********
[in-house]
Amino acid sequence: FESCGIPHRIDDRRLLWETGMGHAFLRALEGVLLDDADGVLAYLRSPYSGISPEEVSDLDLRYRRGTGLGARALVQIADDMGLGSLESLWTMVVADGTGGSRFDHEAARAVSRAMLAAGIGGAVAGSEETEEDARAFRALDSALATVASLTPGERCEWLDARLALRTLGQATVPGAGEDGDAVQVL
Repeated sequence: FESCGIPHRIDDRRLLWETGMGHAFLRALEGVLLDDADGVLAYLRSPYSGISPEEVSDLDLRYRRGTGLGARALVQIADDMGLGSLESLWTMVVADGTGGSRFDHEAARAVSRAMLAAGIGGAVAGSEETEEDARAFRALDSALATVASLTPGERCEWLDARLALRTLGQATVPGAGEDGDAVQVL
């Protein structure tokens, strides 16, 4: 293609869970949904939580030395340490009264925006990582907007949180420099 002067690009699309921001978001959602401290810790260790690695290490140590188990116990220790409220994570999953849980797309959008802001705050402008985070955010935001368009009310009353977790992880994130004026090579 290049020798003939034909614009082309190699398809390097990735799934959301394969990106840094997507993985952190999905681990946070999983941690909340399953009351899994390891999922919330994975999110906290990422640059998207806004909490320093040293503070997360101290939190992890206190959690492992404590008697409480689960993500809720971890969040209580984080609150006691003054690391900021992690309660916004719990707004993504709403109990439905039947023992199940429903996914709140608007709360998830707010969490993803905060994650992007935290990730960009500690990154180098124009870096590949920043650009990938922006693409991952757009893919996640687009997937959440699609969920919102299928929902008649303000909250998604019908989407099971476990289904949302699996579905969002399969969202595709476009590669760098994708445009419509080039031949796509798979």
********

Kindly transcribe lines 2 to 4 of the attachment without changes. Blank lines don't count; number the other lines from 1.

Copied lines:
Amino acid sequence: FESCGIPHRIDDRRLLWETGMGHAFLRALEGVLLDDADGVLAYLRSPYSGISPEEVSDLDLRYRRGTGLGARALVQIADDMGLGSLESLWTMVVADGTGGSRFDHEAARAVSRAMLAAGIGGAVAGSEETEEDARAFRALDSALATVASLTPGERCEWLDARLALRTLGQATVPGAGEDGDAVQVL
Repeated sequence: FESCGIPHRIDDRRLLWETGMGHAFLRALEGVLLDDADGVLAYLRSPYSGISPEEVSDLDLRYRRGTGLGARALVQIADDMGLGSLESLWTMVVADGTGGSRFDHEAARAVSRAMLAAGIGGAVAGSEETEEDARAFRALDSALATVASLTPGERCEWLDARLALRTLGQATVPGAGEDGDAVQVL
């Protein structure tokens, strides 16, 4: 293609869970949904939580030395340490009264925006990582907007949180420099 002067690009699309921001978001959602401290810790260790690695290490140590188990116990220790409220994570999953849980797309959008802001705050402008985070955010935001368009009310009353977790992880994130004026090579 290049020798003939034909614009082309190699398809390097990735799934959301394969990106840094997507993985952190999905681990946070999983941690909340399953009351899994390891999922919330994975999110906290990422640059998207806004909490320093040293503070997360101290939190992890206190959690492992404590008697409480689960993500809720971890969040209580984080609150006691003054690391900021992690309660916004719990707004993504709403109990439905039947023992199940429903996914709140608007709360998830707010969490993803905060994650992007935290990730960009500690990154180098124009870096590949920043650009990938922006693409991952757009893919996640687009997937959440699609969920919102299928929902008649303000909250998604019908989407099971476990289904949302699996579905969002399969969202595709476009590669760098994708445009419509080039031949796509798979």